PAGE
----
England in the wave of migration following the Norman Conquest of 1066. The Bullin family lived in Lincolnshire and various other areas throughout Britain. The name of this family, however, does not refer to these areas, but to the French Channel port of "Boulogne."
Early Origins of the Bullin family
Northumberland in 1168. Over one hundred years later, the Hundredorum Rolls of 1273 listed: Pharamund de Boloynne in Buckinghamshire; Richard de Boloyne in Somerset; John de Boloyne in Cambridge; and Thomas Boloyne in Essex. CITATION[CLOSE]
Bardsley, C.W, A Dictionary of English and Welsh Surnames: With Special American Instances. Wiltshire: Heraldry Today, 1901. Print. (ISBN 0-900455-44-6) Interestingly, the rolls also listed Simon, Count of 'Buloyne' as residing in Oxford. In the reference "History of Norfolk," Simon de Boleyn was listed about the same time.
Early History of the Bullin family
Another 187 words (13 lines of text) covering the years 1451, 1505, 1501, 1507, 1536, 1533, 1536, 1480, 1538, 1406, 1463, 1504, 1536, 1499, 1543, 1477 and 1539 are included under the topic Early Bullin History in all our PDF Extended History products and printed products wherever possible.
Bullin Spelling Variations
spelling variations of names were a common occurrence. Elements of Latin, Norman French and other languages became incorporated into English throughout the Middle Ages, and name spellings changed even among the literate. The variations of the surname Bullin include Bullen, Bulen, Bullan, Bulloyne, Bouleyne, Bulleyn and many more.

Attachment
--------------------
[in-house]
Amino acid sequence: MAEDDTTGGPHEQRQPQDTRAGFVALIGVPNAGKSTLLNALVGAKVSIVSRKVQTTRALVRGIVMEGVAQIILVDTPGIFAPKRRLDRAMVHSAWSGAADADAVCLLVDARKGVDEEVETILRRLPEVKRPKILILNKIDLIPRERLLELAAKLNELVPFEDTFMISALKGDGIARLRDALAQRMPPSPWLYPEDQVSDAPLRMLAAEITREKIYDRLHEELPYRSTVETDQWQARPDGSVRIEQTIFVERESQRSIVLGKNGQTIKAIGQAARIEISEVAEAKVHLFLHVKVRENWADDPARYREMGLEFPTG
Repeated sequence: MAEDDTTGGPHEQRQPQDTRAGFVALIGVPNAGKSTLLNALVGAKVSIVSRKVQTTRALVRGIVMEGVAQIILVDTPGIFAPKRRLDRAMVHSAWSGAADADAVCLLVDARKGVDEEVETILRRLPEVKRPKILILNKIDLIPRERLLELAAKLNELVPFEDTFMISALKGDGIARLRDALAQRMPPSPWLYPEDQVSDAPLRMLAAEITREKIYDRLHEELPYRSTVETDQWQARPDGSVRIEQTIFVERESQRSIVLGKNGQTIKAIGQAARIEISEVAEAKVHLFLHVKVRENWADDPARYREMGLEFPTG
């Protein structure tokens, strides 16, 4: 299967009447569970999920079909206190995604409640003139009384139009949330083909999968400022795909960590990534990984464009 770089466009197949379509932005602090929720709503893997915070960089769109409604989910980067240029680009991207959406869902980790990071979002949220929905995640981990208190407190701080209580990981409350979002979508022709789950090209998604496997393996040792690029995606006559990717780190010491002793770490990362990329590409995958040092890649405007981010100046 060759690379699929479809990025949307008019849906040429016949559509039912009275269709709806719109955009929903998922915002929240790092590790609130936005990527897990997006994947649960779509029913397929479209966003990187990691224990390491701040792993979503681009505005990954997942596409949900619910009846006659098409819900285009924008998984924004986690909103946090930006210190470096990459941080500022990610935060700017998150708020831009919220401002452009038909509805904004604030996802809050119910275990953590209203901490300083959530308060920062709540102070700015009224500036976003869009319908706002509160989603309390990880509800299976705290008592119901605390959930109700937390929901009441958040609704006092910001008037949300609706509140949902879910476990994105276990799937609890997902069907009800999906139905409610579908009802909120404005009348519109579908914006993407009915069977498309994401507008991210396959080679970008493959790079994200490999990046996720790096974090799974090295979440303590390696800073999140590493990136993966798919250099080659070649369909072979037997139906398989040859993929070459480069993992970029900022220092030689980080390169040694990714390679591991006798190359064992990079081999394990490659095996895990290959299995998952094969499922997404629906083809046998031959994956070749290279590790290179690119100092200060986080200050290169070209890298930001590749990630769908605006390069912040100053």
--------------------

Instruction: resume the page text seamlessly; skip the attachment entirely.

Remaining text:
Early Notables of the Bullin family (pre 1700)
England (1533-1536), 1st Marquess of Pembroke, second wife of King Henry VIII; Elizabeth Boleyn...
Another 74 words (5 lines of text) are included under the topic Early Bullin Notables in all our PDF Extended History products and printed products wherever possible.
Migration of the Bullin family to Ireland
Some of the Bullin family moved to Ireland, but this topic is not covered in this excerpt.
Another 149 words (11 lines of text) about their life in Ireland is included in all our PDF Extended History products and printed products wherever possible.
Migration of the Bullin family to the New World and Oceana
In England at this time, the uncertainty of the political and religious environment of the time caused many families to board ships for distant British colonies in the hopes of finding land and opportunity, and escaping persecution. The voyages were expensive, crowded, and difficult, though, and many arrived in North America sick, starved, and destitute. Those who did make it, however, were greeted with greater opportunities and freedoms that they could have experienced at home. Many of those families went on to make important contributions to the young nations in which they settled. Early immigration records have shown some of the first Bullins to arrive on North American shores:
Bullin Settlers in United States in the 19th Century
Bullin Settlers in Canada in the 18th Century
Bullin Settlers in New Zealand in the 19th Century
The Bullin Motto
The motto was originally a war cry or slogan. Mottoes first began to be shown with arms in the 14th and 15th centuries, but were not in general use until the 17th century. Thus the oldest coats of arms generally do not include a motto. Mottoes seldom form part of the grant of arms: Under most heraldic authorities, a motto is an optional component of the coat of arms, and can be added to or changed at will; many families have chosen not to display a motto.
Motto: E Rege et victoria
Motto Translation: The King and victory.
Bullin Family Crest Products